Author Archive

Monastery of the Holy Spirit

Posted by Brian Jewell in The South on April 10, 2012

 
 

You may not expect to find a tourism attraction at at Catholic monastery, much less one in suburban Georgia. But in Conyers, the Monastery of the Holy Spirit has become a must-see location for groups touring the area. A group of Trappist monks from Kentucky established this monastery decades ago, living in a barn and…

 

Surveying the Civil War

Posted by Brian Jewell in The South on April 09, 2012

 
 

There are few places in the United States so impacted by the Civil War as Atlanta. The city famously burned after Union general Sherman captured it in 1864. Today, nearly 150 years later, the events are still a striking part of the Atlanta story. There are plenty of places around the city that shed light…

 

Roswell’s Southern Trilogy

Posted by Brian Jewell in The South on April 09, 2012

 
 

Barrington Hall Roswell, Georgia, has all of the characteristic elements of a Southern village — a picturesque town square, a lush green park with a white bandstand and a historic river mill. But Roswell also has something that most of the other small towns around Atlanta don’t — a trio of antebellum homes. ‘Roswell has…

 
 
 

Elaborate costumes, screaming crowds and police escorts — this must be what it feels like to be a rock star. No, I’m not on tour with Lady Gaga. I’m in Biloxi, Mississippi for Mardi Gras, the yearly Fat Tuesday celebration that preceeds Ash Wednesday and the Lenten season. And on this warm, sunny February Tuesday,…

 

Katrina who?

Posted by Brian Jewell in The South on February 20, 2012

 
 

When Hurricane Katrina roared ashore in 2005, it made its mark on Mississippi’s gulf coast. In Gulfport and Biloxi, the storm destroyed casinos, museums, homes and other structures; the nearby town of Bay St. Louis suffered incredible damage. But in the years since, the towns along the Mississippi coastline have rebuilt and renewed themselves, making…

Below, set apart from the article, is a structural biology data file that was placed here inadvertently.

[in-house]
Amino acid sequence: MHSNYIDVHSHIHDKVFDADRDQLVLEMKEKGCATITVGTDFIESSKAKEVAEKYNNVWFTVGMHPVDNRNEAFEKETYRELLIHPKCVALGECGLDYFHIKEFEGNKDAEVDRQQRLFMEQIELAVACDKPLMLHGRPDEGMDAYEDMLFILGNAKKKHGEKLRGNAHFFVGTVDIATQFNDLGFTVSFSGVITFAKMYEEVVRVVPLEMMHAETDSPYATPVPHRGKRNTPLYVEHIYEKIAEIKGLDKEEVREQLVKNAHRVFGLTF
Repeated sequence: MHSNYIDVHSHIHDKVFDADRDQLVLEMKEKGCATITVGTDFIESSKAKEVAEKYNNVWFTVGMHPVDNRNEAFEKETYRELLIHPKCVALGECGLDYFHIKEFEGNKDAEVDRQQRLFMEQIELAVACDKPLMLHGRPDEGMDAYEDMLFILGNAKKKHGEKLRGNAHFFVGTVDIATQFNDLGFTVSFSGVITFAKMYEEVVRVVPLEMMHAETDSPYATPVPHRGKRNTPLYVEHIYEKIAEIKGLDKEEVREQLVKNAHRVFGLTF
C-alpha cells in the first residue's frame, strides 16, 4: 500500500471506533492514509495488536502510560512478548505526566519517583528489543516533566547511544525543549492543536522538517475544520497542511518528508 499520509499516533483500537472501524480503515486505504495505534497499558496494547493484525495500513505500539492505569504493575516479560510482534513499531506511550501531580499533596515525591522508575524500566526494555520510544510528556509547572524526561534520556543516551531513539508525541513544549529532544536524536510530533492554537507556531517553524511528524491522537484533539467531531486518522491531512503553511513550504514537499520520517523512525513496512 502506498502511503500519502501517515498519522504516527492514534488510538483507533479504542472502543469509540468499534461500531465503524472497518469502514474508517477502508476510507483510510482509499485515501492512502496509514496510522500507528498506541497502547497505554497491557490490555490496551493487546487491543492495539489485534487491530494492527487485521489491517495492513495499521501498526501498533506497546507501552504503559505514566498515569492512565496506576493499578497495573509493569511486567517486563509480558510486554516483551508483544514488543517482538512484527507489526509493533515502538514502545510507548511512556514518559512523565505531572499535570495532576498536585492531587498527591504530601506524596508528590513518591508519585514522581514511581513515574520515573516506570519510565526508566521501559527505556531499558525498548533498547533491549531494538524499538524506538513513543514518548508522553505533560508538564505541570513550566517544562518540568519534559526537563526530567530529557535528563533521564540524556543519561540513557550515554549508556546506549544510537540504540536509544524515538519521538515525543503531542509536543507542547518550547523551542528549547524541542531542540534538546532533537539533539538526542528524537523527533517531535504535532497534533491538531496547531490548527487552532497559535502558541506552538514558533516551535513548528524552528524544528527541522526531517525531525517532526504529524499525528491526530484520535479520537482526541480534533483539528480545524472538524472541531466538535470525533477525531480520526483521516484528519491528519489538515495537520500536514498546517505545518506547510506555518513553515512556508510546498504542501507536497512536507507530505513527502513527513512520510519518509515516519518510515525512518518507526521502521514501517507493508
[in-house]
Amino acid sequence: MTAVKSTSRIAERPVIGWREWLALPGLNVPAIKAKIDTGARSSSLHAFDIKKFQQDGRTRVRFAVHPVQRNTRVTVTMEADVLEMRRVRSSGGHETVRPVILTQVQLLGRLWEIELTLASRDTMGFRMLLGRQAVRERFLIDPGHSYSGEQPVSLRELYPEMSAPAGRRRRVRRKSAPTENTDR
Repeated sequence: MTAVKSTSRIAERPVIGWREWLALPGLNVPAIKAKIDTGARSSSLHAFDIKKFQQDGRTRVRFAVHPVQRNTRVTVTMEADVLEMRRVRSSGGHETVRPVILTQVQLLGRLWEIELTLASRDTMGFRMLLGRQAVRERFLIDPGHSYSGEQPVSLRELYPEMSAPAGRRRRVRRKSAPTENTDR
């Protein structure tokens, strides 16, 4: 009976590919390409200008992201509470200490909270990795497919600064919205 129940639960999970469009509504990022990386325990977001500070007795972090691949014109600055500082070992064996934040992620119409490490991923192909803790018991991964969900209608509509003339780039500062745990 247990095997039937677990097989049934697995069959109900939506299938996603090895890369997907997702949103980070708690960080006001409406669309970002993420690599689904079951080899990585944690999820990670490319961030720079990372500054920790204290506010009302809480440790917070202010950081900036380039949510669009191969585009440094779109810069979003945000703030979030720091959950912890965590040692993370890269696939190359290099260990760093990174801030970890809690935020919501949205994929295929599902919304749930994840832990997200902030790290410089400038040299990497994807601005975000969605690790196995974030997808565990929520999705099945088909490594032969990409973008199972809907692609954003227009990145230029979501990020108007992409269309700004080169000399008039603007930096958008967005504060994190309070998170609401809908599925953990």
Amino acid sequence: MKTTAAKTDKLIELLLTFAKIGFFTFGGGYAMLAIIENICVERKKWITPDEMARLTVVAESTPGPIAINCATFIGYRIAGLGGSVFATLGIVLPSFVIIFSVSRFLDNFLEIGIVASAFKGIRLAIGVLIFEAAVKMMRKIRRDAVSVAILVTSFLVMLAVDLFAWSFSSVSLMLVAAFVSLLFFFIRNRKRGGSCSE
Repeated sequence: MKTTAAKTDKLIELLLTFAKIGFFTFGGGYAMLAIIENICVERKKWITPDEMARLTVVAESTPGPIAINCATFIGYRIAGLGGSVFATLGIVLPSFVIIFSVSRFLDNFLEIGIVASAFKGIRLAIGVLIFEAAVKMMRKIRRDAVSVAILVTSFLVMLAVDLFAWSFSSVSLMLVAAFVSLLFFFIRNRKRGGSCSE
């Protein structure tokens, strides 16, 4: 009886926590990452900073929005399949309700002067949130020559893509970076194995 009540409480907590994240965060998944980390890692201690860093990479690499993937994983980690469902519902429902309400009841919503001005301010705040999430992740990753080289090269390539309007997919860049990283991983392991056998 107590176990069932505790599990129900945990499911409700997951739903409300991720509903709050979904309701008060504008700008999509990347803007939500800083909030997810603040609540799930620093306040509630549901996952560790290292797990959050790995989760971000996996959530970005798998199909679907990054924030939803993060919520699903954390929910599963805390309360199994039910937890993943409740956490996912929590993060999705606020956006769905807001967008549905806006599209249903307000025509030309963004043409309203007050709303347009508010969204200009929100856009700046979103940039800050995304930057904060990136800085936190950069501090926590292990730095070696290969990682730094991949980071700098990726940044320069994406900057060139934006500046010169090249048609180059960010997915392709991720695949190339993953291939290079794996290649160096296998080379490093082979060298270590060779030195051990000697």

Museum for a ‘Mad Potter’

Posted by Brian Jewell in The South on February 19, 2012

 
 

Most coastal destinations are known more for their beaches and resorts than for art and architecture. But in Biloxi, the Ohr-O’Keefe Museum is one of the region’s cheif attractions, showcasing the work of a famous local artist in an architectural setting that is an acheivement in itself. I’m spending a few days on the Mississippi…

 

Penguins, Sharks and Jellies

Posted by Brian Jewell in The South on November 09, 2011

 
 

Aquariums are some of my favorite places to visit as I travel around the country. There’s sometime about coming face-to-face with exotic ocean creatures that thrills me in a way that museums and historic sites simply can’t. At Newport Aquarium, part of Newport on the Levee in Northern Kentucky, I got an up-close glimpse at…

 
 
 

I visited the Creation Museum last week as part of a daylong editorial research trip in Northern Kentucky. There’s a lot to think about in a museum that deals with such weighty subject matter as the origins of human existence and the search for absolute truth; at the end of the visit, though, two main…

 

Electric trains and apple pies

Posted by Brian Jewell in The Midwest on October 19, 2011

 
 

In East Troy, a preserved electic railroad gives visitors a passage into some of the area’s hidden treasures. A short drive from Lake Geneva, East Troy is a small southeast Wisconsin town that has a 100-year railroad history. In 1907, the Milwaukee Electric Railway and Light Company brought the first electric railway through town, connecting…

 

A day on Geneva Lake

Posted by Brian Jewell in The Midwest on October 19, 2011

 
 

After spending a day on Wisconsin’s Geneva Lake (in the town of Lake Genvea), it’s easy to understand what made this area such a popular getaway for wealthy Chicagoans of the 19th century. With crystal clear water and beautiful foliage on 20 miles of shoreline, this lake is one of the natural treasures of the…